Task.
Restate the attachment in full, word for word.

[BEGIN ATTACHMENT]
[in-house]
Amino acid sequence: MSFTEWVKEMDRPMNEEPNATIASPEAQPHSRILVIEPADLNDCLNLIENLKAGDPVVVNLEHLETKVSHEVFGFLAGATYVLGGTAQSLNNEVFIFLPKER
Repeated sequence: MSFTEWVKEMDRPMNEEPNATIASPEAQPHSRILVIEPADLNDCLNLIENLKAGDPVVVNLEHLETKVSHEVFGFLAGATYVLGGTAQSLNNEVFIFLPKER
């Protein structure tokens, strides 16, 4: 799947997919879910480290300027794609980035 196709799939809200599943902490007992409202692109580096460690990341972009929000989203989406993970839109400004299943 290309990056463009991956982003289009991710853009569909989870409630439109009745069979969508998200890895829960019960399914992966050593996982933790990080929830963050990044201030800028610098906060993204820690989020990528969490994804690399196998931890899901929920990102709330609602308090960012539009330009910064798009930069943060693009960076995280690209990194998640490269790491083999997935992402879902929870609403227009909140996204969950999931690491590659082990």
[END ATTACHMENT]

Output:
[in-house]
Amino acid sequence: MSFTEWVKEMDRPMNEEPNATIASPEAQPHSRILVIEPADLNDCLNLIENLKAGDPVVVNLEHLETKVSHEVFGFLAGATYVLGGTAQSLNNEVFIFLPKER
Repeated sequence: MSFTEWVKEMDRPMNEEPNATIASPEAQPHSRILVIEPADLNDCLNLIENLKAGDPVVVNLEHLETKVSHEVFGFLAGATYVLGGTAQSLNNEVFIFLPKER
């Protein structure tokens, strides 16, 4: 799947997919879910480290300027794609980035 196709799939809200599943902490007992409202692109580096460690990341972009929000989203989406993970839109400004299943 290309990056463009991956982003289009991710853009569909989870409630439109009745069979969508998200890895829960019960399914992966050593996982933790990080929830963050990044201030800028610098906060993204820690989020990528969490994804690399196998931890899901929920990102709330609602308090960012539009330009910064798009930069943060693009960076995280690209990194998640490269790491083999997935992402879902929870609403227009909140996204969950999931690491590659082990």